• Practice some good responses together. To a crude remark, she could say, "That's gross. Don't say things like that to me." If things don't improve quickly, she may need your help writing a complaint to the manager (or the next person up the ladder, if the harasser is the manager, as happens in 19 percent of cases). If your teen feels seriously threatened, it might be best for her to quit the job and file a complaint, either alone or with other employees, with the local chapter of the Equal Employment Opportunity Commission or even with the police. You and your teen can log on to the EEOC's Web site to read about sexual harassment laws and get the answers to common questions teens have at
  • Empower your teen to speak up. Unlike adults, who prefer to feel autonomous by learning tasks for themselves, teens are happiest when their responsibilities are clearly spelled out. "Teens often hesitate to ask questions of their bosses because they feel like they should already know the answers or simply because they're not used to talking to adults," says Runyan. "As a parent, you can help by pretending to be your teen's boss and letting him practice the best ways to get information." For instance, if your teen isn't sure he's doing something correctly, he could say, "Mr. Smith, I want to get this right. Is this the way I'm supposed to do it?"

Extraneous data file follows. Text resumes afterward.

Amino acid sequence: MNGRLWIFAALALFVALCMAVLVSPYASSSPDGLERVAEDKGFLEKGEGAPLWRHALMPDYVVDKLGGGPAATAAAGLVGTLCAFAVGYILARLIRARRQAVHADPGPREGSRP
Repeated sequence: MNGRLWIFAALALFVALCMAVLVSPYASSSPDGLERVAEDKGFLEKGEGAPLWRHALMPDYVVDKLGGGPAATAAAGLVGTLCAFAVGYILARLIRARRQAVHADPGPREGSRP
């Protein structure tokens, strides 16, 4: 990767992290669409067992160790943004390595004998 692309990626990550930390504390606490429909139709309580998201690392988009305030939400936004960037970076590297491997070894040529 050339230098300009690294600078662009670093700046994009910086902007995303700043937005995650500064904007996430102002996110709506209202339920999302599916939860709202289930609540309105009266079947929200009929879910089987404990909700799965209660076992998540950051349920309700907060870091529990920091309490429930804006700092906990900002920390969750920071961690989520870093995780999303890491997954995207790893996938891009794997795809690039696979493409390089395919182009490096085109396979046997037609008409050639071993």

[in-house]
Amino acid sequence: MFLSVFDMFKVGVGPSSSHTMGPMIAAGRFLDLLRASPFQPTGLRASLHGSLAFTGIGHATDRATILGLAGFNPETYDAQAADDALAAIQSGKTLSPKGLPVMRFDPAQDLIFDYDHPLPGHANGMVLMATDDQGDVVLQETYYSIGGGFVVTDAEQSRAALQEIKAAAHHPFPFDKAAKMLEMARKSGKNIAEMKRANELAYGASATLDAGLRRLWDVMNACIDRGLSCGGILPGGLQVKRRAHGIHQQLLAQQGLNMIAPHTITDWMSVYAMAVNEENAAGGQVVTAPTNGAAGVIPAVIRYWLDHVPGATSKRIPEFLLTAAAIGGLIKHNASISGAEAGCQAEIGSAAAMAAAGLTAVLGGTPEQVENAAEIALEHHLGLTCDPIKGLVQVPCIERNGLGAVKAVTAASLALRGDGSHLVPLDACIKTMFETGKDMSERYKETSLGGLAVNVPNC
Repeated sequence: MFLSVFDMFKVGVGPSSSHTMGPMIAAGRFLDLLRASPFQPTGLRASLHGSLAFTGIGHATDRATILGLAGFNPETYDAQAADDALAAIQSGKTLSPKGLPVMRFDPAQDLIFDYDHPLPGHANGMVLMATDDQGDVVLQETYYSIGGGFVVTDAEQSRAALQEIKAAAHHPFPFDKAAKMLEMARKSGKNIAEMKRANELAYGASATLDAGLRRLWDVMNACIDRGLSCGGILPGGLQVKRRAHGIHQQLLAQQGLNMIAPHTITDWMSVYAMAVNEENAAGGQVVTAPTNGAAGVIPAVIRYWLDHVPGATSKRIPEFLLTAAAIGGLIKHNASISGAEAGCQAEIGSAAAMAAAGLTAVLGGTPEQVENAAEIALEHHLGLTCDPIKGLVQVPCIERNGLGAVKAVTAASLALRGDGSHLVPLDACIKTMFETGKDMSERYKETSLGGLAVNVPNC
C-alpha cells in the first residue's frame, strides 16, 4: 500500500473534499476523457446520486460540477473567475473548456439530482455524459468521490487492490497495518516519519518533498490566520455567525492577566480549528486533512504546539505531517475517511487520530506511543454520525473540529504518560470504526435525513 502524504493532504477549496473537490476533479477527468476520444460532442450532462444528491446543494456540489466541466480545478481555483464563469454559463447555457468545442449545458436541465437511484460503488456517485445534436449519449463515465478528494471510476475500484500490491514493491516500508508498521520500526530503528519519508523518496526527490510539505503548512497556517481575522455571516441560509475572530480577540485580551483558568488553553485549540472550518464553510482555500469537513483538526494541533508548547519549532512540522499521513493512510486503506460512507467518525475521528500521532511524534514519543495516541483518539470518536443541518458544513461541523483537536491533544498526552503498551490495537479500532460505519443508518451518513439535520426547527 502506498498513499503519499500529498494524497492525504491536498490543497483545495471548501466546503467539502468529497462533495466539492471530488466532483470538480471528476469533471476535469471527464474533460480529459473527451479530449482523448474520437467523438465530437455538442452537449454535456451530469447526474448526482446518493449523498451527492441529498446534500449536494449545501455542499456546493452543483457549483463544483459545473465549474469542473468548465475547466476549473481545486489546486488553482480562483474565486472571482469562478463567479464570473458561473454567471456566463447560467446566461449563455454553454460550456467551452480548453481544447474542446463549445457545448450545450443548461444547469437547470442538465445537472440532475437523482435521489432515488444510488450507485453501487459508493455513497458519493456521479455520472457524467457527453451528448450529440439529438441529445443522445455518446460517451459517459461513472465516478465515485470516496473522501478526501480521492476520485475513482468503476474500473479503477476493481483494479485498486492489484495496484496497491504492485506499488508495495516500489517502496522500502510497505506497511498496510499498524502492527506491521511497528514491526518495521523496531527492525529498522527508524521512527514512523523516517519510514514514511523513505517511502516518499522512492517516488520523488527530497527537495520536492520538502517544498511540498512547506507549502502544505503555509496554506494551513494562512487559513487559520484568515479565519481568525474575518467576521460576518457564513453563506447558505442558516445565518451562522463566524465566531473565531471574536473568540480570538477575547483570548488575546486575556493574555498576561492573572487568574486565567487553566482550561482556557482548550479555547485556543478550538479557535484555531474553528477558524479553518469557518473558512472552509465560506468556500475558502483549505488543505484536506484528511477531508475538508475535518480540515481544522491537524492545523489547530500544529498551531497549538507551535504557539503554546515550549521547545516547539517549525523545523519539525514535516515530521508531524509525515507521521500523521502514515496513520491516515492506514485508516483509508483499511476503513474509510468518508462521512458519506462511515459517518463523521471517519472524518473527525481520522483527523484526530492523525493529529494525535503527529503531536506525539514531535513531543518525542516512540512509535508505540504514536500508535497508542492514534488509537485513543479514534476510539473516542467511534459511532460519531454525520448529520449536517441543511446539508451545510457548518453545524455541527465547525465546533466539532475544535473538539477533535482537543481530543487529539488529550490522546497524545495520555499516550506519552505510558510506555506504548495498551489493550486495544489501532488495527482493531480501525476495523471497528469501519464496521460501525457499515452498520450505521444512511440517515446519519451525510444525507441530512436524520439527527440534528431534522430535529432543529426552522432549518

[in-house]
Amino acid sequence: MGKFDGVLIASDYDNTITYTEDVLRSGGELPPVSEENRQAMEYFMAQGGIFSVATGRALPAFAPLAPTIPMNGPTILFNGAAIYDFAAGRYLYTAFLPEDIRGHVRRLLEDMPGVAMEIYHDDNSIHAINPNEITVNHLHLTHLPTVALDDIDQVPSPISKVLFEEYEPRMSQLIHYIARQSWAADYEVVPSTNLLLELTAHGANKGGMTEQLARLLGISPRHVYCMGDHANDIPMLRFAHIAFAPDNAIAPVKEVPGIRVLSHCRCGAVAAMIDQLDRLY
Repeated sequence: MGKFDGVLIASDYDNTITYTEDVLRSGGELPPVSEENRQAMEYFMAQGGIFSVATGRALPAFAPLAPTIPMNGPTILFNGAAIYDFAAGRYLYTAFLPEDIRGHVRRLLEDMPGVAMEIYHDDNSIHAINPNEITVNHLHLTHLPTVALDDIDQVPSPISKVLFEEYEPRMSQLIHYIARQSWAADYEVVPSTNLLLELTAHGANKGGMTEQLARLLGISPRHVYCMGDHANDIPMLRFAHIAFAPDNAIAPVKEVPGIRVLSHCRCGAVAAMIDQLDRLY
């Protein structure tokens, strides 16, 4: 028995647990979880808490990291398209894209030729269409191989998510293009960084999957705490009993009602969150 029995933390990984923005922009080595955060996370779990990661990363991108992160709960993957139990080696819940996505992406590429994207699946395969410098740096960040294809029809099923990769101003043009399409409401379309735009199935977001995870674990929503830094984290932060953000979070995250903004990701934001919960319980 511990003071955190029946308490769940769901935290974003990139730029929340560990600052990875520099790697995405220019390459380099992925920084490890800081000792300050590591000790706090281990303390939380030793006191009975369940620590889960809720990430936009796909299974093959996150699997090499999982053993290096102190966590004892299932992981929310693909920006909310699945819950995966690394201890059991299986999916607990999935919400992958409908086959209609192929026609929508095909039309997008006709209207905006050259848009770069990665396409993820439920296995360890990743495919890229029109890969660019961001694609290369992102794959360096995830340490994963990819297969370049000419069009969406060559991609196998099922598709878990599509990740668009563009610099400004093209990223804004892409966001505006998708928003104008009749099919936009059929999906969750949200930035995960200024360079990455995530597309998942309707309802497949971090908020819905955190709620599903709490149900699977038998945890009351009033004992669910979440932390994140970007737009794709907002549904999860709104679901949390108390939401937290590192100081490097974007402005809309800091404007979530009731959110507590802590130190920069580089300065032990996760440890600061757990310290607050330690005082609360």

• Help your teen decide when to act. There will be times when your teen has to stand up for himself. But it's hard. "Most teens aren't used to challenging adults, and they often feel that if they don't do what the manager asks them to do, they'll get fired," says Runyan. Help your child by role-playing possible responses to a problem he's encountering. Say your teen is being pressured to work at a time that's not legal for his age. He should say, "Mrs. Smith, I'm 15 so I'm not allowed to work past 7 p.m. on a school night. But once I turn 16, I'd be glad to talk about working longer." In cases where the manager is breaking the law, your teen's best course of action may be to quit and find another job, then report the manager or the organization to your state's Department of Labor. Go to and click on the State Government link.